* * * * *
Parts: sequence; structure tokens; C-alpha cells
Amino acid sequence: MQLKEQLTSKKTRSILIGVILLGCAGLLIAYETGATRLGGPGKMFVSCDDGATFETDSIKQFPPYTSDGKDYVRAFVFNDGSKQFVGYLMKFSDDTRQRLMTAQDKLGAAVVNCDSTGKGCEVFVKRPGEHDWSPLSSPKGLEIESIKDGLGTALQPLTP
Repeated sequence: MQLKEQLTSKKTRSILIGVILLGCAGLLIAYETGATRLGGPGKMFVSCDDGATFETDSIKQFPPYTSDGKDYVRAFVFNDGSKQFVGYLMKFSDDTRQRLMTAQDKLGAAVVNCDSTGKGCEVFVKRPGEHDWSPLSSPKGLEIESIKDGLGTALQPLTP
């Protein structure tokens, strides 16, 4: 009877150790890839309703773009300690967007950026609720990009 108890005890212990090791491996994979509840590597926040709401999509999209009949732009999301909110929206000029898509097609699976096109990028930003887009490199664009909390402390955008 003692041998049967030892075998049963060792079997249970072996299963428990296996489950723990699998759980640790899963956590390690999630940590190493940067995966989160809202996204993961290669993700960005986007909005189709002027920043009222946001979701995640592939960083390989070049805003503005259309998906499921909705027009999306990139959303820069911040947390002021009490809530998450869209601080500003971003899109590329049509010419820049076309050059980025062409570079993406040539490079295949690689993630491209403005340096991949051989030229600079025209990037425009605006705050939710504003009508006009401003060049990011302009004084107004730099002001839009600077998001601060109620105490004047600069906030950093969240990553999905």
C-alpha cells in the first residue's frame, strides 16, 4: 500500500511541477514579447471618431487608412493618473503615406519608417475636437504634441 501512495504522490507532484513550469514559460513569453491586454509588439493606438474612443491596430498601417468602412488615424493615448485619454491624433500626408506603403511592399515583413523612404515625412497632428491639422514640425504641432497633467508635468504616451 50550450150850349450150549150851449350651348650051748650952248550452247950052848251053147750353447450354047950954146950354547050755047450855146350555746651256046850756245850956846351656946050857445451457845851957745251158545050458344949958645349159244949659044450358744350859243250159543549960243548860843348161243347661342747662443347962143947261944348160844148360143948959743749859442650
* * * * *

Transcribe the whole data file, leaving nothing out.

Parts: sequence; structure tokens; C-alpha cells
Amino acid sequence: MQLKEQLTSKKTRSILIGVILLGCAGLLIAYETGATRLGGPGKMFVSCDDGATFETDSIKQFPPYTSDGKDYVRAFVFNDGSKQFVGYLMKFSDDTRQRLMTAQDKLGAAVVNCDSTGKGCEVFVKRPGEHDWSPLSSPKGLEIESIKDGLGTALQPLTP
Repeated sequence: MQLKEQLTSKKTRSILIGVILLGCAGLLIAYETGATRLGGPGKMFVSCDDGATFETDSIKQFPPYTSDGKDYVRAFVFNDGSKQFVGYLMKFSDDTRQRLMTAQDKLGAAVVNCDSTGKGCEVFVKRPGEHDWSPLSSPKGLEIESIKDGLGTALQPLTP
């Protein structure tokens, strides 16, 4: 009877150790890839309703773009300690967007950026609720990009 108890005890212990090791491996994979509840590597926040709401999509999209009949732009999301909110929206000029898509097609699976096109990028930003887009490199664009909390402390955008 003692041998049967030892075998049963060792079997249970072996299963428990296996489950723990699998759980640790899963956590390690999630940590190493940067995966989160809202996204993961290669993700960005986007909005189709002027920043009222946001979701995640592939960083390989070049805003503005259309998906499921909705027009999306990139959303820069911040947390002021009490809530998450869209601080500003971003899109590329049509010419820049076309050059980025062409570079993406040539490079295949690689993630491209403005340096991949051989030229600079025209990037425009605006705050939710504003009508006009401003060049990011302009004084107004730099002001839009600077998001601060109620105490004047600069906030950093969240990553999905």
C-alpha cells in the first residue's frame, strides 16, 4: 500500500511541477514579447471618431487608412493618473503615406519608417475636437504634441 501512495504522490507532484513550469514559460513569453491586454509588439493606438474612443491596430498601417468602412488615424493615448485619454491624433500626408506603403511592399515583413523612404515625412497632428491639422514640425504641432497633467508635468504616451 50550450150850349450150549150851449350651348650051748650952248550452247950052848251053147750353447450354047950954146950354547050755047450855146350555746651256046850756245850956846351656946050857445451457845851957745251158545050458344949958645349159244949659044450358744350859243250159543549960243548860843348161243347661342747662443347962143947261944348160844148360143948959743749859442650